Also found in: Encyclopedia.
CUPIDECaribbean Universities Project for Integrated Distance Education (aka Caribbean Universities Portal for Integrated Distance Education)
Copyright 1988-2018, All rights reserved.
References in periodicals archive ?
"The Authorship of The Boke of Cupide" was Scattergood's first published journal article, prior to the popularity John Clanvowe's work was to enjoy.
Only a chaste lover could have escaped such a fate: [For] he that doeth in vertue his lady serve, Ne willes but what unto her honor longes, He never standes in cruel point to sterve: He feleth not the panges, ne raging thronges Of blind Cupide: he lives not in despeir (IV.
Ladies," (13) and "the Legende of Cupide." (14) The circulation of varying titles for individual works at roughly the same time suggests, counter to the evidence of the untitled texts, that a drive to provide titles for medieval literature did exist.
(57) Lando, 1534, 11-12: "Citabo aliquot Ciceronis loca, unde id colligo, ostendamque neminem umquam fuisse gloriae tam cupidum, tam sitientem honorum, tam ambitiosum, tam cupide populares auras captantem, efficiamque ut suo ipsius testimonio se iugelet, suisque se conficiat decretis.
In the Old English poem The Seafarer, the cuckoo is said to be "summer's guardian," who "sings, and strikes the heart / With keenest sorrow." (19) In Sir John Clanvowe's The Cuckoo and the Nightingale (also known as The Boke of Cupide), a debate poem composed before 1391, the nightingale characterizes the cuckoo's song as "elynge," meaning "wretched," "desolate," "tedious," or "irksome." (20) For its part, Clanvowe's cuckoo denies that it has such a displeasing voice, claiming instead that his song "is bothe trewe and pleyn." (21) In these writings and in other medieval declarations about the cuckoo, the cuckoo's song is significant, whether the significance expresses sorrow, annoyance, or joy.
Expresion dicotomica 2-7/0-7 Grados Masculinos Femenino Total % 0 36.7 35.0 36.0 1 62.2 62.7 62.5 2 0.0 0.0 0.0 3 0.9 0.0 0.5 4 0.0 2.1 1.0 5 0.0 0.0 0.0 6 0.0 0.0 0.0 7 0.0 0.0 0.0 Cuadro 6 Cupide 6 TAPI (primeros molares inferiores).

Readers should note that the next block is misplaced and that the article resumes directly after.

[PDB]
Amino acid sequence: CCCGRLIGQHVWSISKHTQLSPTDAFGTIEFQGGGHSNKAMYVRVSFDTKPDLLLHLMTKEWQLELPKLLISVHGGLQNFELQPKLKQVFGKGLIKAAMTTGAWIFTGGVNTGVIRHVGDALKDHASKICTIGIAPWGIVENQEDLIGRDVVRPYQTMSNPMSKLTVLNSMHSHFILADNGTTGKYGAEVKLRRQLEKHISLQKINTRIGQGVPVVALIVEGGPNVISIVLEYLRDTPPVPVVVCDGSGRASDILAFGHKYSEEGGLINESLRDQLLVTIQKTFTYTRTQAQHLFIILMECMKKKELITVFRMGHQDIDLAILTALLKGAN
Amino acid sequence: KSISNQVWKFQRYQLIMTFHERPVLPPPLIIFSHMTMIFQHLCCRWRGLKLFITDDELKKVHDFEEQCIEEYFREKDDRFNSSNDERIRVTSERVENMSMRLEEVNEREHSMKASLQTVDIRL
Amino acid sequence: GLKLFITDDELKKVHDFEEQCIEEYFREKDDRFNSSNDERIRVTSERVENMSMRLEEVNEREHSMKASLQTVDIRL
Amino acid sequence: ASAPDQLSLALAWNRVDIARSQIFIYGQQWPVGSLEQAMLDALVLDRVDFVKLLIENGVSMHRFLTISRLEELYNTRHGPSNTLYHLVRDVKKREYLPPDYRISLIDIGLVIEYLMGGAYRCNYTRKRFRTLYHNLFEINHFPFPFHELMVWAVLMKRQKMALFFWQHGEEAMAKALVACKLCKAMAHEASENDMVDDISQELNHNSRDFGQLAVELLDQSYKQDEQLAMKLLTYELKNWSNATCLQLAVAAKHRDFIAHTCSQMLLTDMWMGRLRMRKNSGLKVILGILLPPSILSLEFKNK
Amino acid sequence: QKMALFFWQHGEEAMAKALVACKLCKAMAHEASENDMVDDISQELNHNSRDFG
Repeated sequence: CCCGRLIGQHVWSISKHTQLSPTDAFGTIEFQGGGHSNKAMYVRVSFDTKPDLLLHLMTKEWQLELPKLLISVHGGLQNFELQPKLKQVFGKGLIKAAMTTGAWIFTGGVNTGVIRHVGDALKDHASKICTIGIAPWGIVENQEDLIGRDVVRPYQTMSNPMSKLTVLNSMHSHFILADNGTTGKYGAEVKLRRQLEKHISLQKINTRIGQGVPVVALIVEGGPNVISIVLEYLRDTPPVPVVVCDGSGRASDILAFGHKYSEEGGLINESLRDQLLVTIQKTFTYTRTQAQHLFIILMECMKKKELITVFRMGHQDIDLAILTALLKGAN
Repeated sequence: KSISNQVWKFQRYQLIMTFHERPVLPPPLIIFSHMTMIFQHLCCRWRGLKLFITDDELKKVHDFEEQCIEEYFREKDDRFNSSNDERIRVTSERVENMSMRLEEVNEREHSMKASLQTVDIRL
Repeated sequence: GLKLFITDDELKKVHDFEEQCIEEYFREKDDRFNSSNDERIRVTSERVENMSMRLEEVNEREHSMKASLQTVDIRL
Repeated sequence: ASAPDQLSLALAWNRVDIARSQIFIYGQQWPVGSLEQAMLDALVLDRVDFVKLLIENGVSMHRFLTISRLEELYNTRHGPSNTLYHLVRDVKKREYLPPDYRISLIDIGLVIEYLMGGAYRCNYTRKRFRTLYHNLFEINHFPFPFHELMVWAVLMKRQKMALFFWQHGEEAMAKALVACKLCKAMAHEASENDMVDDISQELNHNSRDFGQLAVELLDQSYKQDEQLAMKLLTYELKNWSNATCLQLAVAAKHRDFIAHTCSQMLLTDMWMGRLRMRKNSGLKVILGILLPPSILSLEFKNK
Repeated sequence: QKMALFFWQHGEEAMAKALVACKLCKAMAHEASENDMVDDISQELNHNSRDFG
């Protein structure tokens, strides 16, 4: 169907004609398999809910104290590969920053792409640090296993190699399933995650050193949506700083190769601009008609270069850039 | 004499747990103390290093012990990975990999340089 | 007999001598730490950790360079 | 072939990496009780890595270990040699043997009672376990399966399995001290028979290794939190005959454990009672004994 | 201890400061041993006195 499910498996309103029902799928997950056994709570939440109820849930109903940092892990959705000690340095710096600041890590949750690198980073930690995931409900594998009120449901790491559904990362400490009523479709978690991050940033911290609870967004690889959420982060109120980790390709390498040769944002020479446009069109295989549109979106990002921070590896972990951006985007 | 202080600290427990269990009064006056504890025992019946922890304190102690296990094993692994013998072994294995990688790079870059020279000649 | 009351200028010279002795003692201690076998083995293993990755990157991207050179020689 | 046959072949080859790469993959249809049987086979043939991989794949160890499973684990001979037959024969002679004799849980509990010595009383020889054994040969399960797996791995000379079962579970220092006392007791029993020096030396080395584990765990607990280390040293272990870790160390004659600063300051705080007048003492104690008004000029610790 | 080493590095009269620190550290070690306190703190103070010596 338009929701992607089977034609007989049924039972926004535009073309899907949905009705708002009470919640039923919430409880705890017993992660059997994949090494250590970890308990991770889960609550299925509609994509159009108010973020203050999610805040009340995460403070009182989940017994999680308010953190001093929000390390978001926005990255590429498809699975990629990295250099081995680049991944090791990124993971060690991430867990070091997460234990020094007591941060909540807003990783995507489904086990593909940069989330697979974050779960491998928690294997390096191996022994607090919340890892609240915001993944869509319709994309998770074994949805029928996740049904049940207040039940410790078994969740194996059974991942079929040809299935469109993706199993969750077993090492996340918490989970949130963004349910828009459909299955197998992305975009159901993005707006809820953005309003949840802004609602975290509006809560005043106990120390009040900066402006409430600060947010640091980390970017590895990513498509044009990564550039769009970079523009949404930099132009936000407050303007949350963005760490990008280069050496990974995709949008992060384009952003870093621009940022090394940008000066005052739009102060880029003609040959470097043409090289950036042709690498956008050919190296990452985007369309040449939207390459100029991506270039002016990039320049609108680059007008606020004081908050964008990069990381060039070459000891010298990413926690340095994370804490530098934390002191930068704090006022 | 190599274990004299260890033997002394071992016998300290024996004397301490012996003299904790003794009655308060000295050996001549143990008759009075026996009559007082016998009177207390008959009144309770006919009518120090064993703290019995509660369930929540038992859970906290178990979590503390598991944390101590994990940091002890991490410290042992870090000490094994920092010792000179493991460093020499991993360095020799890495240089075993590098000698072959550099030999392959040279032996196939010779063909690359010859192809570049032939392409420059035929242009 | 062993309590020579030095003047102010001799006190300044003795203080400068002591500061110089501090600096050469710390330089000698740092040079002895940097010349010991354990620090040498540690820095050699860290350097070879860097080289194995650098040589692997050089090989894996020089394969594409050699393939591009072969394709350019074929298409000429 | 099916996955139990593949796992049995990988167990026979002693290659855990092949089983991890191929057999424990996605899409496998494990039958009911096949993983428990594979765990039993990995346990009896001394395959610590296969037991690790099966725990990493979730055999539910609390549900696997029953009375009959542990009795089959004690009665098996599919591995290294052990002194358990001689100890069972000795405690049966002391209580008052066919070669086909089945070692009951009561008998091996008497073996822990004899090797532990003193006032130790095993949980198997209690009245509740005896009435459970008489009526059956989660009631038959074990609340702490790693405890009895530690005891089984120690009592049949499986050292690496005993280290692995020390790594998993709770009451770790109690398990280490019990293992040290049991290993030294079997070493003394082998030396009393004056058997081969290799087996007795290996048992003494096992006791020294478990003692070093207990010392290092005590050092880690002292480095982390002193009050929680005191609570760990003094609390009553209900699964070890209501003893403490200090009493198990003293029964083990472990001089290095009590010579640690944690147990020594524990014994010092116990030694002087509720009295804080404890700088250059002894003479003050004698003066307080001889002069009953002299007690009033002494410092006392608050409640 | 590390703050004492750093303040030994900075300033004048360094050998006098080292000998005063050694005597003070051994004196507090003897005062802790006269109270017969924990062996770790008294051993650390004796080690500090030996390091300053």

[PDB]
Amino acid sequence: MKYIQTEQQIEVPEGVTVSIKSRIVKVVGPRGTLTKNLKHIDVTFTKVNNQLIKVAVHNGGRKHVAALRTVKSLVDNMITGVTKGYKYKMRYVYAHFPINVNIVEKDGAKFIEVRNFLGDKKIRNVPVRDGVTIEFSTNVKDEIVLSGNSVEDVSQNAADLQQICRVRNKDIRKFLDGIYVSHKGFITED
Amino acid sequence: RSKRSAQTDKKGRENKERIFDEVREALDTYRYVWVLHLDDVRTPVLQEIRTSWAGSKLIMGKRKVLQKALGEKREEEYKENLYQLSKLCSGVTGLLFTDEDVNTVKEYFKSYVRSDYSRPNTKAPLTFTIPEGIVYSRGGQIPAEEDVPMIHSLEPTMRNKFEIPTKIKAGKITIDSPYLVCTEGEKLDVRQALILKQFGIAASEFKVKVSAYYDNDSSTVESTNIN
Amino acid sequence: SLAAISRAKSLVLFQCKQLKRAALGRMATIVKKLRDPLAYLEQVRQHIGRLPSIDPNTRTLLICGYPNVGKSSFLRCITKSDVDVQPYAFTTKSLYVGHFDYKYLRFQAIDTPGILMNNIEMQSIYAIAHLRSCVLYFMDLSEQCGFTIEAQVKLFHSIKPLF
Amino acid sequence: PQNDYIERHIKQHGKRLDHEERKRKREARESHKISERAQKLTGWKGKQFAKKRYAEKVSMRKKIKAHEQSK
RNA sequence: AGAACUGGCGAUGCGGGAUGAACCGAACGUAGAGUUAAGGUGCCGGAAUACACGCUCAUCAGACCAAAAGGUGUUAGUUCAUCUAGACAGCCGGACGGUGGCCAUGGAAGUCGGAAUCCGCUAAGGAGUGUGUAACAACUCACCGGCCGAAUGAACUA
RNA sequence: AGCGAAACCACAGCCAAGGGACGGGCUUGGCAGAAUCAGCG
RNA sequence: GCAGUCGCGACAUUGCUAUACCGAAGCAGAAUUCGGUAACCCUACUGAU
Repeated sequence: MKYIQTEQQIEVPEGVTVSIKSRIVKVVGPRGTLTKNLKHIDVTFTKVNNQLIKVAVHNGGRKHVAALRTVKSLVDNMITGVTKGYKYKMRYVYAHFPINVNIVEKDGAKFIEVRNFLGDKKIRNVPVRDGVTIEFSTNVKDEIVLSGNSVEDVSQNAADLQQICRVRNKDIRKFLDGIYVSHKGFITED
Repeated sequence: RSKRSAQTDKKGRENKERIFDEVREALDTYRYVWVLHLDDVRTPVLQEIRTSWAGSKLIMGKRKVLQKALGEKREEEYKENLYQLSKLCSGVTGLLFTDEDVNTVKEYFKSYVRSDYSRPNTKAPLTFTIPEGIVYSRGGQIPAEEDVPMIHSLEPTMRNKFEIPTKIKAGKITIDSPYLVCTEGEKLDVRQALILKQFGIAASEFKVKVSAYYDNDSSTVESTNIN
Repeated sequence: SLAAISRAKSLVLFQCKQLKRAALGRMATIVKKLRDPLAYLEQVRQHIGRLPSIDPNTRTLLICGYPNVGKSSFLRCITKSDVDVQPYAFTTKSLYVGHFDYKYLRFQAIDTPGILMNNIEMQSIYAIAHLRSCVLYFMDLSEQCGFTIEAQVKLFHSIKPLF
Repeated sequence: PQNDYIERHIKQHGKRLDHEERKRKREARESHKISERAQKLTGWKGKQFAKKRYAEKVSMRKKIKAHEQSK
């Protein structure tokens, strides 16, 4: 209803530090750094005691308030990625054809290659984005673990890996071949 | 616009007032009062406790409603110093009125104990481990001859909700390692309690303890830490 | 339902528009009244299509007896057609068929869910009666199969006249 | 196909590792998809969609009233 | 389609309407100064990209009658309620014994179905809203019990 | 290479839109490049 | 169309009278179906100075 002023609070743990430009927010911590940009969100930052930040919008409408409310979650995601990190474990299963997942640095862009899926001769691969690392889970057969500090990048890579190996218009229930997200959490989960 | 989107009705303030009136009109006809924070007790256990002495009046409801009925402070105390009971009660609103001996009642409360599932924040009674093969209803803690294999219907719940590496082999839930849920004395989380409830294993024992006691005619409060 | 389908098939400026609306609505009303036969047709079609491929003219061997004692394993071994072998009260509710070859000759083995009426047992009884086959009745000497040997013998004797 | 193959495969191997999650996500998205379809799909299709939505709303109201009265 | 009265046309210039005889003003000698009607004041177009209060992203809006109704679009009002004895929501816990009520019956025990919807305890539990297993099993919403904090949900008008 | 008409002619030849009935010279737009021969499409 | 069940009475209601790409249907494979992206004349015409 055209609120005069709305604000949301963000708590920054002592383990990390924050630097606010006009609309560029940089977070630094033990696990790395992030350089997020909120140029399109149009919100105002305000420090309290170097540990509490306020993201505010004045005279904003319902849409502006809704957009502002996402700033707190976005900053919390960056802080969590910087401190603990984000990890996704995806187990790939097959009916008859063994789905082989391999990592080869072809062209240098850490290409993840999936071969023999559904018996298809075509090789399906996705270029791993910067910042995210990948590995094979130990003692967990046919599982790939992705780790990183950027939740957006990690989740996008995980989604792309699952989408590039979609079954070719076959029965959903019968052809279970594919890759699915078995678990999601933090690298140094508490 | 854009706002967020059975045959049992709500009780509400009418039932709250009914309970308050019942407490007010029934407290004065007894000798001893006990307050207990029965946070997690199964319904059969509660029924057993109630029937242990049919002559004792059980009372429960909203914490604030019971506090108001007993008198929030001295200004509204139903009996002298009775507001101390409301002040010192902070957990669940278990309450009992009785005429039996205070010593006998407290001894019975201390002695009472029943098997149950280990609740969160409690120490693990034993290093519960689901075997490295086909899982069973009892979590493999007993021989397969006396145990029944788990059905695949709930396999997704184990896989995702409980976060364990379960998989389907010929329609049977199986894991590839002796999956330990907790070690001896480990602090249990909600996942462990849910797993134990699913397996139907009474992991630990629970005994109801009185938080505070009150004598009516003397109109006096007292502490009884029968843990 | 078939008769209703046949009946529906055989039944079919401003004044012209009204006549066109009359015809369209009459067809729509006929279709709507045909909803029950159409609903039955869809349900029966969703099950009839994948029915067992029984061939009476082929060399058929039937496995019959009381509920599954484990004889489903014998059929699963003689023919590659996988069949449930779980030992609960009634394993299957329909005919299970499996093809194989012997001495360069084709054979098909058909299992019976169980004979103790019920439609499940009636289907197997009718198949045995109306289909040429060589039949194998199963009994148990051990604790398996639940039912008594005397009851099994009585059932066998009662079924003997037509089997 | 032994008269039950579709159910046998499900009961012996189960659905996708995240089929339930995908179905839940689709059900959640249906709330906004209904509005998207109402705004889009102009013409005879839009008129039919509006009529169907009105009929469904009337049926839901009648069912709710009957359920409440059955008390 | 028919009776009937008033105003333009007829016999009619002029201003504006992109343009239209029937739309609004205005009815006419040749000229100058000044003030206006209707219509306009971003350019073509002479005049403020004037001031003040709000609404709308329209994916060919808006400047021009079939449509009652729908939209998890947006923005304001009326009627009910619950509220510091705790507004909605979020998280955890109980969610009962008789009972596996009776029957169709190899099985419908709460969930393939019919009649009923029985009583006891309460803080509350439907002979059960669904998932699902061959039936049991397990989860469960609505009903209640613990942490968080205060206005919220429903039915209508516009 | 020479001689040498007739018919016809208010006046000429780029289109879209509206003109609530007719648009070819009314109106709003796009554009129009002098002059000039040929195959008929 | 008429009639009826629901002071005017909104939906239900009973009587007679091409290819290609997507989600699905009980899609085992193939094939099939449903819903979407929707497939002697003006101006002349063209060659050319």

Darley's "Song" enumerates the fascinations of the body: Tell mee not of youre starrie eies, Your lips that seem on roses fedde, Your breastes where Cupide tombling lyes, Nor sleepes for kissing of his bedde.
One of the dangers of romantic love, according to the cuckoo in Sir John Clanvowe's The Cuckoo and the Nightingale, or The Boke of Cupide,(1) is that of being abandoned:
(89) La Presse outlined its dispute with Labour opposition to reform in dubious terms: Quelle difference entre l'Eglise qui eleve les travailleurs pour eux-memes et l'agitateur cupide qui les souleva pour s'elever, lui, tout seul!
Vaux's two best-known poems, included in Richard Tottel's Miscellany (1557), are "The aged lover renounceth love" and "The assault of Cupide upon the fort where the lovers hart lay wounded, and how he was taken." The Paradyse of Daynty Devises (1576) contains 13 poems signed by him.
Pire, on le qualifie de cupide ( a[sz][sup.1]aeemmae ) qui a escroque riches et pauvres pour batir a Sale des constructions a but lucratif (maisons a louer et un bain public), de voleur ( acheffar ) qui s'est enrichi aux depens des paysans.
Il l'a accuse d'etre [beaucoup moins que] corrompu et cupide [beaucoup plus grand que] et de s'etre approprie des terres illegalement quand il etait ministre en charge de l'Amenagement du territoire.